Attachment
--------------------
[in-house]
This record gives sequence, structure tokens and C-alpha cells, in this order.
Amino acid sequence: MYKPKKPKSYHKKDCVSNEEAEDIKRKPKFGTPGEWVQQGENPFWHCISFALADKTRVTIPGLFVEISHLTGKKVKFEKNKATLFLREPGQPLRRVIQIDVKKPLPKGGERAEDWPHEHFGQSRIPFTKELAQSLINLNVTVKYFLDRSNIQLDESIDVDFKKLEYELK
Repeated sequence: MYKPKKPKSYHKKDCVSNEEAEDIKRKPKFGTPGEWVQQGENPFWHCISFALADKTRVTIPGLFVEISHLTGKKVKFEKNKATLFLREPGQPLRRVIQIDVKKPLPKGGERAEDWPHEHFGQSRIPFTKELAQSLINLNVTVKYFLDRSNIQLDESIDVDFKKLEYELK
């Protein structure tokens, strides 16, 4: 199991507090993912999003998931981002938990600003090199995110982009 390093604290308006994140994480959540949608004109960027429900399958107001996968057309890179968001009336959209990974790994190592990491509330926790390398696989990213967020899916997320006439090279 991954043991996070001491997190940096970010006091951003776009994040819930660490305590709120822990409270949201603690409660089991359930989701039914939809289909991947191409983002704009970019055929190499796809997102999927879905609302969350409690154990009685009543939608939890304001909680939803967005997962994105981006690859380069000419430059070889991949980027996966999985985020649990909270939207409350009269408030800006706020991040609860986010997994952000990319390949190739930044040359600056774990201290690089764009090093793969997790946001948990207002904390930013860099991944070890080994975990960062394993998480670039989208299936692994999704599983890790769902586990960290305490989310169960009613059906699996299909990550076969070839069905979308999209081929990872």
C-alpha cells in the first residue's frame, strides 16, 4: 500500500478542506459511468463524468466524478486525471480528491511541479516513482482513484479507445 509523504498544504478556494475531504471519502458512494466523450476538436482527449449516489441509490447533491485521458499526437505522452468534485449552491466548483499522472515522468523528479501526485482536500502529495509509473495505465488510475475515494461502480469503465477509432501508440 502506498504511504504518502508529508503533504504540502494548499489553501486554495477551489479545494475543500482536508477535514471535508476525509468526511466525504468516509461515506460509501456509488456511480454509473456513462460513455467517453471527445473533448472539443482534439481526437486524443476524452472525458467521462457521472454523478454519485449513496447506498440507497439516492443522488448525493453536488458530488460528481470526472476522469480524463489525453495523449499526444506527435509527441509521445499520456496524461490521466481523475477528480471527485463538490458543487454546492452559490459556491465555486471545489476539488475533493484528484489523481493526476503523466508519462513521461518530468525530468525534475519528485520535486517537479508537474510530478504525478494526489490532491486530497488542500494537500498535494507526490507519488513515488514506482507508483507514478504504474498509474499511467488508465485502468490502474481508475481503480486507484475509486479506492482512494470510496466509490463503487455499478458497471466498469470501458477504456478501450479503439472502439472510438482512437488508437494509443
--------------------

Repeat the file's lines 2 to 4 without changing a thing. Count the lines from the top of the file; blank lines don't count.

This record gives sequence, structure tokens and C-alpha cells, in this order.
Amino acid sequence: MYKPKKPKSYHKKDCVSNEEAEDIKRKPKFGTPGEWVQQGENPFWHCISFALADKTRVTIPGLFVEISHLTGKKVKFEKNKATLFLREPGQPLRRVIQIDVKKPLPKGGERAEDWPHEHFGQSRIPFTKELAQSLINLNVTVKYFLDRSNIQLDESIDVDFKKLEYELK
Repeated sequence: MYKPKKPKSYHKKDCVSNEEAEDIKRKPKFGTPGEWVQQGENPFWHCISFALADKTRVTIPGLFVEISHLTGKKVKFEKNKATLFLREPGQPLRRVIQIDVKKPLPKGGERAEDWPHEHFGQSRIPFTKELAQSLINLNVTVKYFLDRSNIQLDESIDVDFKKLEYELK